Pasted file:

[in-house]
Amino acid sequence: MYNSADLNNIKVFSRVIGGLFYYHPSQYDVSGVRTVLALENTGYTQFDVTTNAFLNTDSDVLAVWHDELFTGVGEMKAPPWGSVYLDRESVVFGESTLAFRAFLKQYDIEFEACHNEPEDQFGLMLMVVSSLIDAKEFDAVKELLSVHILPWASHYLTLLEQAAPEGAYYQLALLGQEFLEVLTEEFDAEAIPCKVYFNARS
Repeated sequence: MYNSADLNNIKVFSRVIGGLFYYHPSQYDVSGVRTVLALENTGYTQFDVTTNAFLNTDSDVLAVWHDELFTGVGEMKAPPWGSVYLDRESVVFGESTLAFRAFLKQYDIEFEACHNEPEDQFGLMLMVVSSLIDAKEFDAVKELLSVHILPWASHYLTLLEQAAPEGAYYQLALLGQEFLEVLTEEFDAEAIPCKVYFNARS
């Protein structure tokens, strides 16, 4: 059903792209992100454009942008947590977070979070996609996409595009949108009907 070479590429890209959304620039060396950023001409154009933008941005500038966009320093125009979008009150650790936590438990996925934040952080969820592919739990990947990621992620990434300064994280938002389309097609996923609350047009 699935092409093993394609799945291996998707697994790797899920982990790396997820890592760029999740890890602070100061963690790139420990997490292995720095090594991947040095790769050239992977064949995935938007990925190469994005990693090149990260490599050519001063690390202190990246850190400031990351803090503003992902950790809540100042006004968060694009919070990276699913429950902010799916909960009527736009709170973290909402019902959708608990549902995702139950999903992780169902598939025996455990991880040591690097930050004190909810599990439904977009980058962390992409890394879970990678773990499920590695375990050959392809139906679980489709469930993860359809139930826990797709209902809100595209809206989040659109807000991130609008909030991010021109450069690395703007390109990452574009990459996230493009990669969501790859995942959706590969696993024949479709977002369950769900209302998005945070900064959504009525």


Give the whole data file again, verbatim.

[in-house]
Amino acid sequence: MYNSADLNNIKVFSRVIGGLFYYHPSQYDVSGVRTVLALENTGYTQFDVTTNAFLNTDSDVLAVWHDELFTGVGEMKAPPWGSVYLDRESVVFGESTLAFRAFLKQYDIEFEACHNEPEDQFGLMLMVVSSLIDAKEFDAVKELLSVHILPWASHYLTLLEQAAPEGAYYQLALLGQEFLEVLTEEFDAEAIPCKVYFNARS
Repeated sequence: MYNSADLNNIKVFSRVIGGLFYYHPSQYDVSGVRTVLALENTGYTQFDVTTNAFLNTDSDVLAVWHDELFTGVGEMKAPPWGSVYLDRESVVFGESTLAFRAFLKQYDIEFEACHNEPEDQFGLMLMVVSSLIDAKEFDAVKELLSVHILPWASHYLTLLEQAAPEGAYYQLALLGQEFLEVLTEEFDAEAIPCKVYFNARS
């Protein structure tokens, strides 16, 4: 059903792209992100454009942008947590977070979070996609996409595009949108009907 070479590429890209959304620039060396950023001409154009933008941005500038966009320093125009979008009150650790936590438990996925934040952080969820592919739990990947990621992620990434300064994280938002389309097609996923609350047009 699935092409093993394609799945291996998707697994790797899920982990790396997820890592760029999740890890602070100061963690790139420990997490292995720095090594991947040095790769050239992977064949995935938007990925190469994005990693090149990260490599050519001063690390202190990246850190400031990351803090503003992902950790809540100042006004968060694009919070990276699913429950902010799916909960009527736009709170973290909402019902959708608990549902995702139950999903992780169902598939025996455990991880040591690097930050004190909810599990439904977009980058962390992409890394879970990678773990499920590695375990050959392809139906679980489709469930993860359809139930826990797709209902809100595209809206989040659109807000991130609008909030991010021109450069690395703007390109990452574009990459996230493009990669969501790859995942959706590969696993024949479709977002369950769900209302998005945070900064959504009525």